In designing the shield — the central element in what is formally called the heraldic achievement — a Bishop has an opportunity to depict symbolically various aspects of his own life and heritage, and particular elements of Catholic faith and devotion. The formal description of a coat of arms, known as the blazon, uses a technical language, derived from medieval French and English terms, which allows the appearance and position of each element in the achievement to be recorded precisely.
The field of Bishop Dorsonville’s shield is painted blue (azure), a color long associated with Our Lady. In the center of the shield is a tower painted gold (Or), which is likewise a symbol of the Blessed Mother, who in the Litany of Loreto is invoked as the “Tower of David” and a “House of Gold.” The same charge appears on the arms of Cardinal Donald Wuerl, Archbishop of Washington. Bishop Dorsonville was incardinated in the Archdiocese of Washington in 1999, and he has worked closely with the Cardinal as a member of the Council of Priests and of the College of Consultors.
The tower is charged with a “Chi-Rho”, an ancient monogram for Our Lord, painted red (gules). It is formed of the two Greek letters — chi, which resembles the Latin letter “X” and rho, which resembles the Latin letter “P” — that begin the Greek form of the title Christos, that is, Christ. The spiritual strength symbolized by the tower has its origin in the grace that comes through Jesus Christ, who is “a tower of salvation” (2 Sam 22:51), “a strong tower against the enemy” (Psalm 61:3). Taken as a whole, the design thus alludes to the mystery of salvation through the Incarnation of Christ in the womb of the Virgin Mary, and the redemption that Christ won for us through his sacrifice on the Cross.
The tinctures of the Bishop’s coat of arms have another significance: they are the colors to be found in the national flag of the Republic of Colombia. Bishop Dorsonville was born in Bogotá, Colombia, in 1960, and he was ordained a priest for the Archdiocese of Bogotá in 1985. As an immigrant to the United States himself, throughout his time in this country he has taken an active role in ministry to immigrants, always mindful of the command of the Lord to welcome the stranger (cf. Matt 25:35). In 2005, he was named named Vice President for Mission for Catholic Charities in the archdiocese, and director of the Spanish Catholic Center (Centro Católico Hispano). The open door of the tower on the Bishop’s shield also alludes to the welcome the Church offers to immigrants in the name of Christ.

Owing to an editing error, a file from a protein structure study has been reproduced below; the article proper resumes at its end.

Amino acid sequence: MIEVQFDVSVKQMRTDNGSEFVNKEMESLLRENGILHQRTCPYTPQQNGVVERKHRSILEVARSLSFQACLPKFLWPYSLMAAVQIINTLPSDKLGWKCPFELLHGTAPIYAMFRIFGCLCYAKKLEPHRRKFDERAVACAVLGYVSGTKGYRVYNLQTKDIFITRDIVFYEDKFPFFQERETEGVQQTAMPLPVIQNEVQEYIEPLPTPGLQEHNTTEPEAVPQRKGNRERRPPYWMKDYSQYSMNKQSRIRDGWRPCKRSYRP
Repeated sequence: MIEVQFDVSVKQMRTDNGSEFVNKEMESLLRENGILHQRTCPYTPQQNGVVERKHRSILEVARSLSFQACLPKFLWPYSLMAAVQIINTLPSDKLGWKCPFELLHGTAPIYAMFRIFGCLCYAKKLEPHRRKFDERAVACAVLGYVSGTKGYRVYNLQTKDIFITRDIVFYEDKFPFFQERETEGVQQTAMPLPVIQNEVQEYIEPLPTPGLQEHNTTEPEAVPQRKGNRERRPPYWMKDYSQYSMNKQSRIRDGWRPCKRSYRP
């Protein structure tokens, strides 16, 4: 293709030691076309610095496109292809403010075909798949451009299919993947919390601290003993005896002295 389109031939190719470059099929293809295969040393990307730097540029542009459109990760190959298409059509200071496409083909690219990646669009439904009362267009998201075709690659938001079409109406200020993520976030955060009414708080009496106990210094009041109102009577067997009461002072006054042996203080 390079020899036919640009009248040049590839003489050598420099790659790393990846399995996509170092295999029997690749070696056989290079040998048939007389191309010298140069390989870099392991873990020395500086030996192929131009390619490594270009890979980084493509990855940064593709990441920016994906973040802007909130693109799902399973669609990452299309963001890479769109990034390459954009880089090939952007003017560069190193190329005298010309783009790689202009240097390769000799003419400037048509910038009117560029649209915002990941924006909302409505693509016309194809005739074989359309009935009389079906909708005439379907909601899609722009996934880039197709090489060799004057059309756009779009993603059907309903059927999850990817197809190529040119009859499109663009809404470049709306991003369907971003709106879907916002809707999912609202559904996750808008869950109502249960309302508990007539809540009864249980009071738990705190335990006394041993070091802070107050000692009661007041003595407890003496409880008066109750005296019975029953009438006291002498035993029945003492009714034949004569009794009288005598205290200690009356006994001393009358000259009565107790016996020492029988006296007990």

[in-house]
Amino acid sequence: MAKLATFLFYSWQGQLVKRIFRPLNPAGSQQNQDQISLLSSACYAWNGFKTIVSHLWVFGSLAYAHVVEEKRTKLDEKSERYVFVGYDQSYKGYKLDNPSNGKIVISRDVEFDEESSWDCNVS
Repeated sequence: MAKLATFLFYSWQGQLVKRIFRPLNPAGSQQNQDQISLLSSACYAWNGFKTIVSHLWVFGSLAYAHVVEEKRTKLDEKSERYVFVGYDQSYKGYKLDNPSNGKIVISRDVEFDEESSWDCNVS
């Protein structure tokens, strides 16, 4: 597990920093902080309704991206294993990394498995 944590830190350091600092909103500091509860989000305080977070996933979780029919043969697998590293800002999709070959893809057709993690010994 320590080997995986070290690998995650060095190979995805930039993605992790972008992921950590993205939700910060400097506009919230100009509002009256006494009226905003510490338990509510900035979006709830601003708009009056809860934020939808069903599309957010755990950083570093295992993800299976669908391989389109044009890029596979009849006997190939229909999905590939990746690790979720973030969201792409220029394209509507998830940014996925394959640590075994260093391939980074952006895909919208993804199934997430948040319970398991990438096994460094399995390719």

The scroll below the shield bears the Bishop’s motto: Sacerdos in Aeternum. These words from Psalm 110:4 — “The LORD has sworn and will not change his mind, ‘You are a priest forever according to the order of Melchizedek.’” — are echoed in the Letter to the Hebrews, which applies them to Our Lord and his self-sacrifice on the Cross. Bishop Dorsonville has been involved in the formation of new priests both in Colombia and in the United States, as a professor at the major seminary in Bogotá from 1995 to 1996, and as adjunct spiritual director at Saint John Paul II Seminary in Washington since 2011. Now, by his ordination as a bishop, he receives the fullness of the priesthood of the New Covenant, which he must always exercise in union with Jesus Christ the High Priest.
The shield is ensigned with external elements that identify the bearer as a Bishop. A gold processional cross appears behind the shield. The galero or “pilgrim’s hat” is used heraldically in various colors and with specific numbers of tassels to indicate the rank of a bearer of a coat of arms. A Bishop uses a green galero with three rows of green tassels.